Sepkoski (1981) documented three evolutionary faunas: the Cambrian Fauna, the PEF, and the MEF. For the post-Cambrian Paleozoic Era, benthic marine communities were commonly dominated by crinoids and brachiopods, whereas many members of the MEF, such as benthic molluscs, were largely restricted to nearshore habitats (Sepkoski and Miller, 1985; Jablonski and Bottjer, 1990). Most marine predators (fish and arthropods) lived offshore, and so brachiopods were frequent prey (Ausich and Gurrola, 1979; Alexander, 1981, 1986; Elliott and Bounds, 1987; Kowalewski et al., 1998; Leighton, 2001, 2003). However, by the late Paleozoic many bivalve and gastropod taxa moved offshore to become part of mixed brachiopod-mollusc communities (Sepkoski and Miller, 1985; Jablonski and Bottjer, 1990; Olszewski and Patzkowsky, 2001). Although some workers (Gould and Calloway, 1980) have argued that the faunas are divided by the Permo-Triassic extinction, the mixing of brachiopods and molluscs suggests that the transition was in progress millions of years before the mass extinction.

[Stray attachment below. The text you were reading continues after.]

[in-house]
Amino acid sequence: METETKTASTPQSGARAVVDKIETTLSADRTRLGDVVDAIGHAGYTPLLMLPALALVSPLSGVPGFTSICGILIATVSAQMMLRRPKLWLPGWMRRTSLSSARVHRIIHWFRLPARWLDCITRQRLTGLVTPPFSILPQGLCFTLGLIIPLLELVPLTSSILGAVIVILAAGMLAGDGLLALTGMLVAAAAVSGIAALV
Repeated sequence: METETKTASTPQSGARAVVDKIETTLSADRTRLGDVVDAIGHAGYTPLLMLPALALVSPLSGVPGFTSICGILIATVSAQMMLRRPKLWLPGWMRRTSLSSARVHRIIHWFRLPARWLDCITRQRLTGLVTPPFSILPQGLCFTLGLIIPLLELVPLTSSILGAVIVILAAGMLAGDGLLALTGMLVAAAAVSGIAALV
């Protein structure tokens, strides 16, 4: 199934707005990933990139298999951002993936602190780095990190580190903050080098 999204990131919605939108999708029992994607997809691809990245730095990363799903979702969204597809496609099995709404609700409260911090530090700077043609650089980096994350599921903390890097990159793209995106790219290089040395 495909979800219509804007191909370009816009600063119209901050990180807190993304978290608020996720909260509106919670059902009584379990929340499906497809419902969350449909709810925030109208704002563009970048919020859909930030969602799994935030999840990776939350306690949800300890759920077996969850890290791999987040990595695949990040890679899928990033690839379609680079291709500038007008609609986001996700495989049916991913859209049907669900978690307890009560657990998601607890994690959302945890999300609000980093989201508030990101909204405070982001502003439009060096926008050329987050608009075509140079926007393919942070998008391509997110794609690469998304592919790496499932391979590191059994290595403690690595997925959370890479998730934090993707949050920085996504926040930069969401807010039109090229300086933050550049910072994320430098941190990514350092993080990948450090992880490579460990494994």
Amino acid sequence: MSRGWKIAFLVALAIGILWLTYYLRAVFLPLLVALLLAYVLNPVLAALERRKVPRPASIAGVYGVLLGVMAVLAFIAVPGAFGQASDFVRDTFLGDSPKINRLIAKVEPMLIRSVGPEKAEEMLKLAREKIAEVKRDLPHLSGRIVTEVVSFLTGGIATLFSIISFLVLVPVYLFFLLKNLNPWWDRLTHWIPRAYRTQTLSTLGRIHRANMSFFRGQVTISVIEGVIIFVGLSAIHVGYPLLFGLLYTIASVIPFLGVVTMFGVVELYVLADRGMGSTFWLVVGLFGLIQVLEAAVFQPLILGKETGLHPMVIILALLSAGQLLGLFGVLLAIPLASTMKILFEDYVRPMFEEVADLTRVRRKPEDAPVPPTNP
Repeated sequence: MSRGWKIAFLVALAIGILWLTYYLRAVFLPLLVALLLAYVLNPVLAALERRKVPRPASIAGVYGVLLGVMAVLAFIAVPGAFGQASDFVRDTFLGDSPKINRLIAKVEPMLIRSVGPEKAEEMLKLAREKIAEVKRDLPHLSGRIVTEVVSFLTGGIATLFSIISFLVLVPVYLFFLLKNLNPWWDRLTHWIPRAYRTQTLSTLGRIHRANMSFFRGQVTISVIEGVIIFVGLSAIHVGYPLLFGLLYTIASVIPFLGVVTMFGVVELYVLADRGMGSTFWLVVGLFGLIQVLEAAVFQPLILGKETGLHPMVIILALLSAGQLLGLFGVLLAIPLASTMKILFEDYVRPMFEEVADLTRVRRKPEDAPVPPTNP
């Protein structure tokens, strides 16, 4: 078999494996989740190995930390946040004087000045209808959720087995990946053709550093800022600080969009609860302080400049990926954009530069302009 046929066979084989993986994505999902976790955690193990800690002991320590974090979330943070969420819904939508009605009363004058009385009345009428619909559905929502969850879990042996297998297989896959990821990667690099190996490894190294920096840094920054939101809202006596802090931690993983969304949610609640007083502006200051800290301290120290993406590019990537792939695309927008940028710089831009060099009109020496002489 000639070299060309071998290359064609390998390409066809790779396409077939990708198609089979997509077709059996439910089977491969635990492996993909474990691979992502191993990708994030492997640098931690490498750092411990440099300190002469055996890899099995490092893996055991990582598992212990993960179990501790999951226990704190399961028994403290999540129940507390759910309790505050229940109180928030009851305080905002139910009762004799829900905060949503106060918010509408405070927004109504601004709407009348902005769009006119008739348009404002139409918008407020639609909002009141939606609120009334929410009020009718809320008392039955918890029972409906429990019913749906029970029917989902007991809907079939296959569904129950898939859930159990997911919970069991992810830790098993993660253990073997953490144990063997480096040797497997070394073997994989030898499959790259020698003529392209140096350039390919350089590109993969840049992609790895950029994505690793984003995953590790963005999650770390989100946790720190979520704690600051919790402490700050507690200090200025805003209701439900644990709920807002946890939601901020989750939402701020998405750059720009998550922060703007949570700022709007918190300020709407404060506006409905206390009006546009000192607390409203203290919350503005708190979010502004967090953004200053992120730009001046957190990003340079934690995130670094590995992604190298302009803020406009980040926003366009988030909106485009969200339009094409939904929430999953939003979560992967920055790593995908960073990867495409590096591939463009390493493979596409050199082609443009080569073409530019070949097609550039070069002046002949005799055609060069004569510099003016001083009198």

This replacement of the PEF by the MEF is arguably the most important ecological transition for marine invertebrates in the past 400 m.y., as it involves a change in ecological dominance from sedentary, epifaunal suspension feeders to mobile, often high-metabolism organisms including infauna and predators (Wagner et al., 2006). Benthic molluscs generally have a greater ratio of organic tissue to shell volume than do brachiopods, and all other things being equal, predators switch to such energetically desirable prey (Stephens and Krebs, 1986). Alexander (1986) documented a decrease in fracture repairs on brachiopods through the Paleozoic, and interpreted this to be due to increasing predator strength through time: late Paleozoic predators were larger and stronger (Moy-Thomas and Miles, 1971; Schram, 1981; Brett and Walker, 2002) and their attacks less likely to fail, so there were fewer instances of repairable damage. However, it is also possible that the decline in repairs was due to a decrease in attacks, as durophagous (shell-crushing) predators switched to more profitable prey. In a case study of a Permian mixed community (Hoffmeister et al., 2004), drilling predators drilled bivalves more than brachiopods, whereas other studies showed that mid-Paleozoic communities, in which bivalves were rare, sometimes exhibited high drilling frequencies on brachiopods (Kowalewski et al., 1998; Leighton, 2001, 2003). Kowalewski et al. (2005; Simoes et al., 2007) suggested that drilling on brachiopods has generally been low, and that these attacks were cases of “mistaken predation.” This makes sense because of the difference in tissue yield between brachiopods and benthic molluscs. However, as brachiopods were sedentary and often had thinner shells than mobile molluscs, the energetic cost of penetrating brachiopods may have been substantially less than that of pursuing and attacking molluscs. The ratio of benefit minus cost to time, a proxy for optimal foraging by the predator (Stephens and Krebs, 1986; Tyler et al., 2010), may have been greater for brachiopods, making them desirable prey. Based on all of this evidence, the transition from the PEF to the MEF may have had a major impact on marine predators, as predators not only had a greater choice of prey but may have been exposed to new natural-selection pressures.